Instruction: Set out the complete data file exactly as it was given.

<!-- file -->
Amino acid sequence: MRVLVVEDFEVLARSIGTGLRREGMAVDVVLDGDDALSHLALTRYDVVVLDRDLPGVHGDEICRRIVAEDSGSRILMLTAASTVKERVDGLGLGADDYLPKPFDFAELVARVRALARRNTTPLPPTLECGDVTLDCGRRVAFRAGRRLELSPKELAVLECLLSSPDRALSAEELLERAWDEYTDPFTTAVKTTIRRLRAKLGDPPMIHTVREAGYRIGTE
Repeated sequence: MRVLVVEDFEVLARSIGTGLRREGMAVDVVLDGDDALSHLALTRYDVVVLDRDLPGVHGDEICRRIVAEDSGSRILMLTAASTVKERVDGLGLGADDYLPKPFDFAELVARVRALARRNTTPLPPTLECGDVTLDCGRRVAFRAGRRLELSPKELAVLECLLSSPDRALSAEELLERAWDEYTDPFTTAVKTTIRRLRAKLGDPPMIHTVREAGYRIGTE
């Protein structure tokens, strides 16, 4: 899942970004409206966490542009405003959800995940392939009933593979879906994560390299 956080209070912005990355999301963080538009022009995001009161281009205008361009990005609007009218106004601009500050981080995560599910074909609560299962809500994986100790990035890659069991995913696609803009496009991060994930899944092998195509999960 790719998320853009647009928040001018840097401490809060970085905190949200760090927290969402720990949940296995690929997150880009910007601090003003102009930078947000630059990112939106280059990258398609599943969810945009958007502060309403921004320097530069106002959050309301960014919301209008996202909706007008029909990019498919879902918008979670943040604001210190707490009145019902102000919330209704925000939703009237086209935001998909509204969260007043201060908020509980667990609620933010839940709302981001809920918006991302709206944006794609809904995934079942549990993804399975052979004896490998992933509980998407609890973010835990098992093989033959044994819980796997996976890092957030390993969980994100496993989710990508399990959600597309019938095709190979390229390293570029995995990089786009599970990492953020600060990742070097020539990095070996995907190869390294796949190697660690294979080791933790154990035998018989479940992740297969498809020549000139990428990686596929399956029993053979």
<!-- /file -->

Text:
Amino acid sequence: MRVLVVEDFEVLARSIGTGLRREGMAVDVVLDGDDALSHLALTRYDVVVLDRDLPGVHGDEICRRIVAEDSGSRILMLTAASTVKERVDGLGLGADDYLPKPFDFAELVARVRALARRNTTPLPPTLECGDVTLDCGRRVAFRAGRRLELSPKELAVLECLLSSPDRALSAEELLERAWDEYTDPFTTAVKTTIRRLRAKLGDPPMIHTVREAGYRIGTE
Repeated sequence: MRVLVVEDFEVLARSIGTGLRREGMAVDVVLDGDDALSHLALTRYDVVVLDRDLPGVHGDEICRRIVAEDSGSRILMLTAASTVKERVDGLGLGADDYLPKPFDFAELVARVRALARRNTTPLPPTLECGDVTLDCGRRVAFRAGRRLELSPKELAVLECLLSSPDRALSAEELLERAWDEYTDPFTTAVKTTIRRLRAKLGDPPMIHTVREAGYRIGTE
């Protein structure tokens, strides 16, 4: 899942970004409206966490542009405003959800995940392939009933593979879906994560390299 956080209070912005990355999301963080538009022009995001009161281009205008361009990005609007009218106004601009500050981080995560599910074909609560299962809500994986100790990035890659069991995913696609803009496009991060994930899944092998195509999960 790719998320853009647009928040001018840097401490809060970085905190949200760090927290969402720990949940296995690929997150880009910007601090003003102009930078947000630059990112939106280059990258398609599943969810945009958007502060309403921004320097530069106002959050309301960014919301209008996202909706007008029909990019498919879902918008979670943040604001210190707490009145019902102000919330209704925000939703009237086209935001998909509204969260007043201060908020509980667990609620933010839940709302981001809920918006991302709206944006794609809904995934079942549990993804399975052979004896490998992933509980998407609890973010835990098992093989033959044994819980796997996976890092957030390993969980994100496993989710990508399990959600597309019938095709190979390229390293570029995995990089786009599970990492953020600060990742070097020539990095070996995907190869390294796949190697660690294979080791933790154990035998018989479940992740297969498809020549000139990428990686596929399956029993053979």